None of the activists resisted arrest, and Ravida said they would be issued misdemeanor citations for disorderly conduct and released.
The activists were part of the International Extinction Rebellion, a global group with climate protests scheduled in around 60 cities over the next few weeks.
Climate change has been a growing focus of public demonstrations all over the world, inspired by high-profile environmental advocates such as Greta Thunberg, a Swedish teen who has become a leader in student protests. Hundreds of activists recently staged protests in Washington, D.C., as the United Nations held its Climate Action Summit in New York.
Local protesters on Tuesday said they were frustrated by a lack of follow-through despite the county’s strong statements on climate change.
In 2017, the County Council passed a climate emergency resolution with goals of reducing greenhouse gas emissions by 80 percent by 2027 and 100 percent by 2035. At the Sept. 14 forum, Elrich said he was considering a bill that would require all new homes to have solar panels on their roofs by 2022.
The administration is also considering large-scale arrays, energy performance standards for larger buildings, and a pilot composting program, which the Department of Environmental Protection plans to unveil in 2020, said Adriana Hochberg, the county’s climate change coordinator.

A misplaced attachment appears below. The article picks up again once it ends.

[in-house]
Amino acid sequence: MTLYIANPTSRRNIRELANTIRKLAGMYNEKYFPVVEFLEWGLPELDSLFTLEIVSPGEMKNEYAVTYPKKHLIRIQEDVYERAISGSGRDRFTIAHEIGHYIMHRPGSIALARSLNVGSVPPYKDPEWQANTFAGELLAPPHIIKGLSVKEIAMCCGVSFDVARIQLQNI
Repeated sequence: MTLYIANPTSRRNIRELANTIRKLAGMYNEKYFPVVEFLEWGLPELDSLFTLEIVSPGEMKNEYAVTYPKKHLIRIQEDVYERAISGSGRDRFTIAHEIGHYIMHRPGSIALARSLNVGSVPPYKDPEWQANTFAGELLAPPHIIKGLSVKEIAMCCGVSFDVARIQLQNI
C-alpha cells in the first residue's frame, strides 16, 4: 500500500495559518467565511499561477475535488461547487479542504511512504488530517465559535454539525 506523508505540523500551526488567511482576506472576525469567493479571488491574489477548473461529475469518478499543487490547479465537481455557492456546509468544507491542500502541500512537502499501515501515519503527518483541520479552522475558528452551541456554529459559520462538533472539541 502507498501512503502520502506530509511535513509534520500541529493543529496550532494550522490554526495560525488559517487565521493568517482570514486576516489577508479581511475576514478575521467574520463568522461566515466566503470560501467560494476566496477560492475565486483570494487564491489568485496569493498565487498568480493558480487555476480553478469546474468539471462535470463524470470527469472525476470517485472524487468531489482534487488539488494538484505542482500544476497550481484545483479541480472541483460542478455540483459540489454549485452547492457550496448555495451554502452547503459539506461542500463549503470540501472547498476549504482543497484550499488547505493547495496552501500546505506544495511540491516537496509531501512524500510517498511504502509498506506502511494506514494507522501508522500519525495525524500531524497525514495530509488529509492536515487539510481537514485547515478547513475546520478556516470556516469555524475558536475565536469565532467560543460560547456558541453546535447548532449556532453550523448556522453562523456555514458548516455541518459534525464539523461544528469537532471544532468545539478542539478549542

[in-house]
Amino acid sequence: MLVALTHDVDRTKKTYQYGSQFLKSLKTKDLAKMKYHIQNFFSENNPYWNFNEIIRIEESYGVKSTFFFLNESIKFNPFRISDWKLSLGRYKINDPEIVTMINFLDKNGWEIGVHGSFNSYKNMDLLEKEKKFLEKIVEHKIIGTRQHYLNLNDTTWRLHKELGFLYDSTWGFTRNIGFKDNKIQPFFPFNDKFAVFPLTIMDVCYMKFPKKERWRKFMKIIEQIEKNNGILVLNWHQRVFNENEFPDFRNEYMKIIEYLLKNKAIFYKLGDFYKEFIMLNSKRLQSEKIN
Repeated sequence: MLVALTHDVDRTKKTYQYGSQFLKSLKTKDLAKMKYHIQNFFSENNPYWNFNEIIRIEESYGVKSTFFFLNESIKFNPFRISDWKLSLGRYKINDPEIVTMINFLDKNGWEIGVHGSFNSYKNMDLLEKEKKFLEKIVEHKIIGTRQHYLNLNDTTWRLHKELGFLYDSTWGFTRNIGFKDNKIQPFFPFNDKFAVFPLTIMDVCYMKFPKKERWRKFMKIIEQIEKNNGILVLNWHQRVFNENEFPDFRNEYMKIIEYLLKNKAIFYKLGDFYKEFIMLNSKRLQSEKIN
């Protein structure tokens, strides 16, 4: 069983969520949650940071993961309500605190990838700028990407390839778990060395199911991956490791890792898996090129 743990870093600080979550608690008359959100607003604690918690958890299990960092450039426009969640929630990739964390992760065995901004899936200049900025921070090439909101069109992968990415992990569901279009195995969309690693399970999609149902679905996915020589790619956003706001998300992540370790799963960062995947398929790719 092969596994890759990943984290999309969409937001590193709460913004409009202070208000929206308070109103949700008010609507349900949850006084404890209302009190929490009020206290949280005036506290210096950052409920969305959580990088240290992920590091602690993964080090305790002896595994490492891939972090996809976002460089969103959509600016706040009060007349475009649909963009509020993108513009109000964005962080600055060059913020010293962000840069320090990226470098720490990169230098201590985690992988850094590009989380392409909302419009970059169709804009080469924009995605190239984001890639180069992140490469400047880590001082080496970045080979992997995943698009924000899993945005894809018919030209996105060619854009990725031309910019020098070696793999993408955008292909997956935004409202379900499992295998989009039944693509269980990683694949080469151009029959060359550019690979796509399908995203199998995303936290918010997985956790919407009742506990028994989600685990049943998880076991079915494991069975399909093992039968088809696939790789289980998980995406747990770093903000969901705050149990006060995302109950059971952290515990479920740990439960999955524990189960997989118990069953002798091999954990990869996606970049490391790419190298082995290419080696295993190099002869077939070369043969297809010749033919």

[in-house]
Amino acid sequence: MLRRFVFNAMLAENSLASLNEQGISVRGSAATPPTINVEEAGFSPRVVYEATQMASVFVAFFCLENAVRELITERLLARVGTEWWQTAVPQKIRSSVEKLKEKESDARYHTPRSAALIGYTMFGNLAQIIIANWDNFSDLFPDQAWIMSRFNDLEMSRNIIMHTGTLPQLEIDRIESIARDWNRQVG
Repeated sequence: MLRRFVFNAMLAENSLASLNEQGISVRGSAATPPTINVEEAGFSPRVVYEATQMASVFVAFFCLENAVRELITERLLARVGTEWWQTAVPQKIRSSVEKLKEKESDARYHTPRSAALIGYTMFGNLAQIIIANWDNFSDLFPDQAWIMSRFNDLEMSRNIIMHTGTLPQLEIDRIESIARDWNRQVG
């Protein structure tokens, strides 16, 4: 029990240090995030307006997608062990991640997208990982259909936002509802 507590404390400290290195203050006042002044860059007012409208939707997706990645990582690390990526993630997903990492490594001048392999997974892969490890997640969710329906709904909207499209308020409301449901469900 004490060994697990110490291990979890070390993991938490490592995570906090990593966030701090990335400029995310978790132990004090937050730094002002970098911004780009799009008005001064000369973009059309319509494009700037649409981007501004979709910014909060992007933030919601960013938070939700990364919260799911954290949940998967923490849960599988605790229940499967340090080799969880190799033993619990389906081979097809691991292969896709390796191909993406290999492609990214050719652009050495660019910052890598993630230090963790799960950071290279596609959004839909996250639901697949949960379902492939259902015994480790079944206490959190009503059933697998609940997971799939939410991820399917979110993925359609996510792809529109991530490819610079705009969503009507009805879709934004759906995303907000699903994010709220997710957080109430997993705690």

But for some activists, those changes aren’t being implemented strongly or quickly enough to meet the county’s emission goals.
“The county wants to do things, but they’re not working fast enough,” protester Rosemary Hodges said. “We have a serious climate emergency on our hands and we have such a short time to do anything about it.”
The group distributed a list of 50 possible actions to Elrich six months before he took office, Driscoll added. Some of the suggestions included banning the use of natural gas in all new construction and publicizing the need to phase out gas-powered vehicles by 2027.
The administration has already assembled five citizen committees to draft reports on possible climate change solutions in all sectors of the county, Elrich responded in a phone interview after the protest.
Local government is committed to climate action, he added, but some of the group’s requests weren’t feasible even over the next few years. Other suggestions included phasing in all-electric school buses, a decision that would have to be made by the Montgomery County Board of Education.
The group also wanted the county to switch to electric vehicles and even issue a ban on personal gas-powered cars.
“The problem is, we don’t have the money in one year to get rid of our cars and buy all electric,” Elrich said, referring to the county fleet. “And on a personal level, there’s not even the variety of electric cars on the market that would make that doable. Things like that just aren’t going to change overnight, and there’s no overnight prescription to reduce our emissions.”